Legal Definition of Domicile
Domicile is the place where a person has fixed his ordinary dwelling, without a present intention of removal.3 min read
The principal place of residence of an individual. This is determined primarily by intent. A good indication of domicile is where a person registers to vote.
The place where a person has fixed his ordinary dwelling, without a present intention of removal. The law of domicil is of great importance in those countries where the maxim 'actor sequitur forum rei' is applied to the full extent.
A man cannot be without a domicil, for he is not supposed to have abandoned his last domicil until he has acquired a new one. Though by the Roman law a man might abandon his domicil, and, until be acquired a. new one, he was without a domicil. By fixing his residence at two different places a man may have two domicils at one and the same time; for example, if a foreigner, coming to this country, should establish two houses, one in New York and the other in New Orleans, and pass one-half of the year in each; he would, for most purposes, have two domicils. But it is to be observed that circumstances which might be held sufficient to establish a commercial domicil in time of war, and a matrimonial, forensic or political domicil in time of peace, might not be such as would establish a principal or testamentary domicil, for there is a wide difference in applying the law of domicil to contracts and to wills.
Kinds of Domicils
There are three kinds of domicils: 1. The domicil of origin. 2. The domicil by operation of law, or necessary domicil. 3. Domicil of choice.
Domicil by Origin
By domicil of origin is understood the home of a man's parents, not the place where, the parents being on a visit or journey, a child happens to be born. Domicil of origin is to be distinguished from the accidental place of birth.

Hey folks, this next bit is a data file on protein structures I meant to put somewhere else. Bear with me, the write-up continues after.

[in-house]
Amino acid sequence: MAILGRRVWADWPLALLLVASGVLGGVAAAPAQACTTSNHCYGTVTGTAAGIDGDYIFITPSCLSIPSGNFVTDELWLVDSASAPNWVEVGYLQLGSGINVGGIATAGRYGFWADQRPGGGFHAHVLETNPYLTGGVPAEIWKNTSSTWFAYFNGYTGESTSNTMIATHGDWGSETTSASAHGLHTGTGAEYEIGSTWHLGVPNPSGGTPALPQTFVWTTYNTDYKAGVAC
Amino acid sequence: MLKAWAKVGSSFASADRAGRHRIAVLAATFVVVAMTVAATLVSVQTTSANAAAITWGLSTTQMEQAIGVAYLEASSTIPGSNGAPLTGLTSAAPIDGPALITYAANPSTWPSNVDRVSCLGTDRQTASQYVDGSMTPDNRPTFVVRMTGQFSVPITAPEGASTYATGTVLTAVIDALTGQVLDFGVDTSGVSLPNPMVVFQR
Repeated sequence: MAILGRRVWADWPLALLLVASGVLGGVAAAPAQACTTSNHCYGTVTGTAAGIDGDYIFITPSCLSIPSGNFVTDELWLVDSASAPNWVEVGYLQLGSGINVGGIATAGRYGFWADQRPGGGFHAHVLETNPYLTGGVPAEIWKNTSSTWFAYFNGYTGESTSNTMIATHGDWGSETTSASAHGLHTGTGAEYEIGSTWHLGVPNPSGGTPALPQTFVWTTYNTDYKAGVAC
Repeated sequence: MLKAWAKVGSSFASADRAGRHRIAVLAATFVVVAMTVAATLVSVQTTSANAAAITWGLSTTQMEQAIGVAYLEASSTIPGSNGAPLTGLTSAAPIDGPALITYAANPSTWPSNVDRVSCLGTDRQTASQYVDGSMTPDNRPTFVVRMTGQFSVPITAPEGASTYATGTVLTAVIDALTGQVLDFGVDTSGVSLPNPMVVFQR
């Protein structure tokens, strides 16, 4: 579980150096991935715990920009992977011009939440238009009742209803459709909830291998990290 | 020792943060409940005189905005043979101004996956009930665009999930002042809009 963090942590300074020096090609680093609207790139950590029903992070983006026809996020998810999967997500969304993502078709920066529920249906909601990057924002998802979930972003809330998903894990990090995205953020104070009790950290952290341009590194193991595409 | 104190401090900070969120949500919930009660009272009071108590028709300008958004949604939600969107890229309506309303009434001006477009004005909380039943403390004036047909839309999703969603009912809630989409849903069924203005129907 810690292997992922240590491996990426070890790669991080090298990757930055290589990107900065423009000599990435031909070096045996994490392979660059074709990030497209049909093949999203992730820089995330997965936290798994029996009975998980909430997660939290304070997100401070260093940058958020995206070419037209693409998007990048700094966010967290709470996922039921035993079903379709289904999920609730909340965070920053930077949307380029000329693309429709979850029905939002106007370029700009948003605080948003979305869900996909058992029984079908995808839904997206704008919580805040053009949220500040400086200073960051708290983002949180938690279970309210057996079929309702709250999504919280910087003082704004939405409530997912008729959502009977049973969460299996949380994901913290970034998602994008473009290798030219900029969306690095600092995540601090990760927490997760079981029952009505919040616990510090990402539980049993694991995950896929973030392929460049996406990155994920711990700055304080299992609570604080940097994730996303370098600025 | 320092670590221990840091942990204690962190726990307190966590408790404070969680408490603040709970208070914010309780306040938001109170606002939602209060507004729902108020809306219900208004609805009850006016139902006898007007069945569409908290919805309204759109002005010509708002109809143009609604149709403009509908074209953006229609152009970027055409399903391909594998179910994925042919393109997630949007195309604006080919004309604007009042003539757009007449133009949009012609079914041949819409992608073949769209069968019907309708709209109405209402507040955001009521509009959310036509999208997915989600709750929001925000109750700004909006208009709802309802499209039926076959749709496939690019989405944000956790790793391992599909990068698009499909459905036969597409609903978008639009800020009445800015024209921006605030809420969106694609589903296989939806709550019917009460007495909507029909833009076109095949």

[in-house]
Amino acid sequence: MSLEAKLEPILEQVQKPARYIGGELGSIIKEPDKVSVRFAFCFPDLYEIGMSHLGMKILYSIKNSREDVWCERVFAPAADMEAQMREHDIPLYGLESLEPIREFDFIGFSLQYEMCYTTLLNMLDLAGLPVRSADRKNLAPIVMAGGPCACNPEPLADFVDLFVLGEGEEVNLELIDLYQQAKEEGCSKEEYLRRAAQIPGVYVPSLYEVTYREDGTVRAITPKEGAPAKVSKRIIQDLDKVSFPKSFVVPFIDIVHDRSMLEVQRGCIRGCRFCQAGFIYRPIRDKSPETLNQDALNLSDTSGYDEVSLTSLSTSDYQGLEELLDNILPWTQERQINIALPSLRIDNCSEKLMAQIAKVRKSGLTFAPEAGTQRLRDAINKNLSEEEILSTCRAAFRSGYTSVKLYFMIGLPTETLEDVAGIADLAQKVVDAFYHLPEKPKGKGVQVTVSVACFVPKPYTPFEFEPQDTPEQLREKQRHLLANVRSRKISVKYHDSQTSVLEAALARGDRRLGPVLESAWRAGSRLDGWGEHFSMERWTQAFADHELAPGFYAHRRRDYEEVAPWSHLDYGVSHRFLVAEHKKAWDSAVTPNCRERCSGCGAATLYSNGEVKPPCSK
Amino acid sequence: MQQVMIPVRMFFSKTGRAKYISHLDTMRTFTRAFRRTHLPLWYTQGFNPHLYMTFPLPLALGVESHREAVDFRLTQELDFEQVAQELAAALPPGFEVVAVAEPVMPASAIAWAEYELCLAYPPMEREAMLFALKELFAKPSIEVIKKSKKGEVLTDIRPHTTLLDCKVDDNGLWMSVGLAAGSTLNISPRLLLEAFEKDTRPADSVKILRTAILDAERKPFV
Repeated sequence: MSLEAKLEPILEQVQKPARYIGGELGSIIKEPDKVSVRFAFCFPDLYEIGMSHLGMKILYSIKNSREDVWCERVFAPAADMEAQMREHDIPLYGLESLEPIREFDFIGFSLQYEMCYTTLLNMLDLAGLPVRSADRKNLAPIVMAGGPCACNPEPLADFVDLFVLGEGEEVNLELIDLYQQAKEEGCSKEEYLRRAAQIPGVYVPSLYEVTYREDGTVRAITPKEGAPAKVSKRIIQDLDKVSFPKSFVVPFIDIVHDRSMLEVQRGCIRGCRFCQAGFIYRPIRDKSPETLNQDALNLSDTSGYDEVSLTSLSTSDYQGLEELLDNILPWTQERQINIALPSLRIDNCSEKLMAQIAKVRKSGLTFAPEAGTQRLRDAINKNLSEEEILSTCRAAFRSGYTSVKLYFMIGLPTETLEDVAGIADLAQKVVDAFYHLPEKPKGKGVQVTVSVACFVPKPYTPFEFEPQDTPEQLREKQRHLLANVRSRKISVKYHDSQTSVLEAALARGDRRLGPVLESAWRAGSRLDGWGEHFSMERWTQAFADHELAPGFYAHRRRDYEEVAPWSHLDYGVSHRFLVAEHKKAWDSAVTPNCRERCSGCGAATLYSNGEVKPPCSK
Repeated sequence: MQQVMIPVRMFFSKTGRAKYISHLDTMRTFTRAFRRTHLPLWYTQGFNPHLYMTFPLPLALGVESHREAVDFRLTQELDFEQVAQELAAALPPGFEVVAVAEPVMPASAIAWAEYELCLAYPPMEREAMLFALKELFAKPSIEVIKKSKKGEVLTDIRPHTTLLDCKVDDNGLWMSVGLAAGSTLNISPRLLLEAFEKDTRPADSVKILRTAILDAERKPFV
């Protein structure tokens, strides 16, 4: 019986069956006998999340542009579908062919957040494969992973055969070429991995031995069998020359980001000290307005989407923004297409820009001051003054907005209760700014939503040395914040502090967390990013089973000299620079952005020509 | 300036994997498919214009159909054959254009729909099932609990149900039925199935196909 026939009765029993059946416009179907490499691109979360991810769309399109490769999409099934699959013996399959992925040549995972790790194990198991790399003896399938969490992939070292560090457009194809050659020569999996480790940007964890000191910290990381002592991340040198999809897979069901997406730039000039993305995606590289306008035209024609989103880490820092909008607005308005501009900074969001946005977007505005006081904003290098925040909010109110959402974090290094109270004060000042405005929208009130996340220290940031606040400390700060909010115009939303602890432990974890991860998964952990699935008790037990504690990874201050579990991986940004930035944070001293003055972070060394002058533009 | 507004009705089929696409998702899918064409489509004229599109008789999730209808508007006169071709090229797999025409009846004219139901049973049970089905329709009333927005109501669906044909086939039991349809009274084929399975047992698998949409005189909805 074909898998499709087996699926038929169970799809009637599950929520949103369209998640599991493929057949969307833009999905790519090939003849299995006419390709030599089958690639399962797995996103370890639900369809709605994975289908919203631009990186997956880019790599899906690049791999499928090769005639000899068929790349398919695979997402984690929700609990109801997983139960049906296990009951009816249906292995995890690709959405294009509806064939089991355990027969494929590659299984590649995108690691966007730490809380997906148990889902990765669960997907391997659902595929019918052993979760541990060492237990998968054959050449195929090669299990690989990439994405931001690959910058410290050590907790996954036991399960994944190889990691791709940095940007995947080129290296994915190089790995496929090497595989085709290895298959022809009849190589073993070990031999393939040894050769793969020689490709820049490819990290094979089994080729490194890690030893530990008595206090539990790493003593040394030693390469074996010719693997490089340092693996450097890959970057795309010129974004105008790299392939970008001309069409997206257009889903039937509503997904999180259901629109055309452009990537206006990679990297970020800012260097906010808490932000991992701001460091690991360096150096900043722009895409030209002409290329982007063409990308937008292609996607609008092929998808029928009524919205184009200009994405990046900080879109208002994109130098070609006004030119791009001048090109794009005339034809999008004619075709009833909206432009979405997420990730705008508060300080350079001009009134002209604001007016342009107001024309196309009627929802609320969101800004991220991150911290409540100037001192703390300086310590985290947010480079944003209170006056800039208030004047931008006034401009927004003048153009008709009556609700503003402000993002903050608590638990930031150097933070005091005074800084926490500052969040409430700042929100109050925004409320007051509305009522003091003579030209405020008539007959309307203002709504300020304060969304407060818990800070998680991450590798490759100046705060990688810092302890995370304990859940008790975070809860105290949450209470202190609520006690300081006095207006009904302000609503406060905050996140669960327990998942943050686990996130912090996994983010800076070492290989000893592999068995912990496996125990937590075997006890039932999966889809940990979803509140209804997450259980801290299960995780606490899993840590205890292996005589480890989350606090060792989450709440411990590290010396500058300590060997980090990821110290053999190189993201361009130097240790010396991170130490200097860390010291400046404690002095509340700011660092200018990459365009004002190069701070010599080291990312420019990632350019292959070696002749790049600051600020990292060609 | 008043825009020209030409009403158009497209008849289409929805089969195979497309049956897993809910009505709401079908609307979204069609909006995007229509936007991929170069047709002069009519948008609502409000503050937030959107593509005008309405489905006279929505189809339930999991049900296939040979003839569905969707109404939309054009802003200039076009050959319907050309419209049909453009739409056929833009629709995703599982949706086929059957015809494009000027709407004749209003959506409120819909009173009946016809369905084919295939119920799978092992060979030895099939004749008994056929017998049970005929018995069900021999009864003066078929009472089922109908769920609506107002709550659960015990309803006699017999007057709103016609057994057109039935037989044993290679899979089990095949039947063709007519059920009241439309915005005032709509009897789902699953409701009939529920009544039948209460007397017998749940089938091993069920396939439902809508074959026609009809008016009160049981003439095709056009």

Domicil by Law
There are two classes of persons who acquire domicil by operation of law. 1st. Those who are under the control of another, and to whom the law gives the domicil of another. Among these are: 1. The wife. 2. The minor. 3. The lunatic, etc. 2d. Those on whom the state affixes a domicil. Among this class are: 1. The officer. 2. The prisoner, etc.
Among those who, being under the control of another, acquire such person's domicil, are the wife. The wife takes the domicil of her hushand, and the widow retains it, unless she voluntarily change it, or unless she marry a second time, when she takes the domicil of the second husband.
A party may have two domicils, one actual, the other legal; the husband's actual and the wife's legal domicil, are, prima facie, one. The domicil of the minor is that of the father, or in case of his death, of the mother. The domicil of a lunatic is regulated by the same principles which operated in cases of minors. The domicil of such a person may be changed by the direction, or with the assent of the guardian, express or implied.
The law affixes a domicil. 1. Public officers, such as the president of the United States, the secretaries and such other officers whose public duties require a temporary residence at the capital, retain their domicils. Ambassadors preserve the domicils which they have in their respective countries, and this privilege extends to the ambassador's family. Officers, soldiers, and marines, in the service of the United States, do not lose their domicils while thus employed. 2. A prisoner does not acquire a domicil where the prison is, nor lose his old.
The domicil of origin, which has already been explained, remains until another has been acquired. In order to change such domicil, there must be an actual removal with an intention to reside in the place to which the party removes. A mere intention to remove, unless such intention is carried into effect, is not sufficient. When he changes it, he acquires a domicil in the place of his new residence and loses his original domicil. But upon a return with an intention to reside, his original domicil is restored.